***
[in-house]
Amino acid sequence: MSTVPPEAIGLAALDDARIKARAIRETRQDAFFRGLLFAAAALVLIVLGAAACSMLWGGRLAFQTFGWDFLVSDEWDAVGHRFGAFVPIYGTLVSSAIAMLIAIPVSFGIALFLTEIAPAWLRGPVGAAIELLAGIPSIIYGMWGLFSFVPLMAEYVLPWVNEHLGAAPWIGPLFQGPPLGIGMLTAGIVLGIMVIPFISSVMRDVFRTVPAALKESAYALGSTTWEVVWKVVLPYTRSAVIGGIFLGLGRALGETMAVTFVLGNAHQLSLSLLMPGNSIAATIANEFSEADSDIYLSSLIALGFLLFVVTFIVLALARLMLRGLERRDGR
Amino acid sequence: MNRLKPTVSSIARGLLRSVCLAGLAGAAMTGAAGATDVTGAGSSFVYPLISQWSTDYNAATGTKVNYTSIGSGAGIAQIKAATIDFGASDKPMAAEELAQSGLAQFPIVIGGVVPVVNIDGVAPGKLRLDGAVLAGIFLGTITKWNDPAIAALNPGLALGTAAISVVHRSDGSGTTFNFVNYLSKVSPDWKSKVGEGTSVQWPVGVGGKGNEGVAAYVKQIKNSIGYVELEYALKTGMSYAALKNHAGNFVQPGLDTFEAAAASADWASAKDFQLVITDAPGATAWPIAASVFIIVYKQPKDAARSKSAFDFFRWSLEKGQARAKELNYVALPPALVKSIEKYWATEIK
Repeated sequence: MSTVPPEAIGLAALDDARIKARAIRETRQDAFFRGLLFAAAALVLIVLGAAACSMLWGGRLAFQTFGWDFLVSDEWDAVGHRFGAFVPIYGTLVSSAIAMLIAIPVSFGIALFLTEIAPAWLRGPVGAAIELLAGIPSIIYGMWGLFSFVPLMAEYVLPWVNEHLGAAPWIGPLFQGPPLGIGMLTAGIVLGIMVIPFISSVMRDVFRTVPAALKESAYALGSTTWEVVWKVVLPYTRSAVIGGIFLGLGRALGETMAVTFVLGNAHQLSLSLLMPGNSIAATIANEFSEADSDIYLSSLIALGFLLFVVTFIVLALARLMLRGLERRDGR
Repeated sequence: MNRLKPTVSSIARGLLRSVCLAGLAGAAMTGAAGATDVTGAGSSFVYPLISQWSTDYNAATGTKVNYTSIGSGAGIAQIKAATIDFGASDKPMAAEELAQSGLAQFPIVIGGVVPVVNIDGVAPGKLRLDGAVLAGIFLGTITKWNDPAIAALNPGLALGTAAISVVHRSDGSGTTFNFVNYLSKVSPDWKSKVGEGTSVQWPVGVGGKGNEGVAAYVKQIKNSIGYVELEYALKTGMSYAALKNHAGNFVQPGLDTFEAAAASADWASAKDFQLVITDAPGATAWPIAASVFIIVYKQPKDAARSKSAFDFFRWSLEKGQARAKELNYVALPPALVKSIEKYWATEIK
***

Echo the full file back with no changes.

[in-house]
Amino acid sequence: MSTVPPEAIGLAALDDARIKARAIRETRQDAFFRGLLFAAAALVLIVLGAAACSMLWGGRLAFQTFGWDFLVSDEWDAVGHRFGAFVPIYGTLVSSAIAMLIAIPVSFGIALFLTEIAPAWLRGPVGAAIELLAGIPSIIYGMWGLFSFVPLMAEYVLPWVNEHLGAAPWIGPLFQGPPLGIGMLTAGIVLGIMVIPFISSVMRDVFRTVPAALKESAYALGSTTWEVVWKVVLPYTRSAVIGGIFLGLGRALGETMAVTFVLGNAHQLSLSLLMPGNSIAATIANEFSEADSDIYLSSLIALGFLLFVVTFIVLALARLMLRGLERRDGR
Amino acid sequence: MNRLKPTVSSIARGLLRSVCLAGLAGAAMTGAAGATDVTGAGSSFVYPLISQWSTDYNAATGTKVNYTSIGSGAGIAQIKAATIDFGASDKPMAAEELAQSGLAQFPIVIGGVVPVVNIDGVAPGKLRLDGAVLAGIFLGTITKWNDPAIAALNPGLALGTAAISVVHRSDGSGTTFNFVNYLSKVSPDWKSKVGEGTSVQWPVGVGGKGNEGVAAYVKQIKNSIGYVELEYALKTGMSYAALKNHAGNFVQPGLDTFEAAAASADWASAKDFQLVITDAPGATAWPIAASVFIIVYKQPKDAARSKSAFDFFRWSLEKGQARAKELNYVALPPALVKSIEKYWATEIK
Repeated sequence: MSTVPPEAIGLAALDDARIKARAIRETRQDAFFRGLLFAAAALVLIVLGAAACSMLWGGRLAFQTFGWDFLVSDEWDAVGHRFGAFVPIYGTLVSSAIAMLIAIPVSFGIALFLTEIAPAWLRGPVGAAIELLAGIPSIIYGMWGLFSFVPLMAEYVLPWVNEHLGAAPWIGPLFQGPPLGIGMLTAGIVLGIMVIPFISSVMRDVFRTVPAALKESAYALGSTTWEVVWKVVLPYTRSAVIGGIFLGLGRALGETMAVTFVLGNAHQLSLSLLMPGNSIAATIANEFSEADSDIYLSSLIALGFLLFVVTFIVLALARLMLRGLERRDGR
Repeated sequence: MNRLKPTVSSIARGLLRSVCLAGLAGAAMTGAAGATDVTGAGSSFVYPLISQWSTDYNAATGTKVNYTSIGSGAGIAQIKAATIDFGASDKPMAAEELAQSGLAQFPIVIGGVVPVVNIDGVAPGKLRLDGAVLAGIFLGTITKWNDPAIAALNPGLALGTAAISVVHRSDGSGTTFNFVNYLSKVSPDWKSKVGEGTSVQWPVGVGGKGNEGVAAYVKQIKNSIGYVELEYALKTGMSYAALKNHAGNFVQPGLDTFEAAAASADWASAKDFQLVITDAPGATAWPIAASVFIIVYKQPKDAARSKSAFDFFRWSLEKGQARAKELNYVALPPALVKSIEKYWATEIK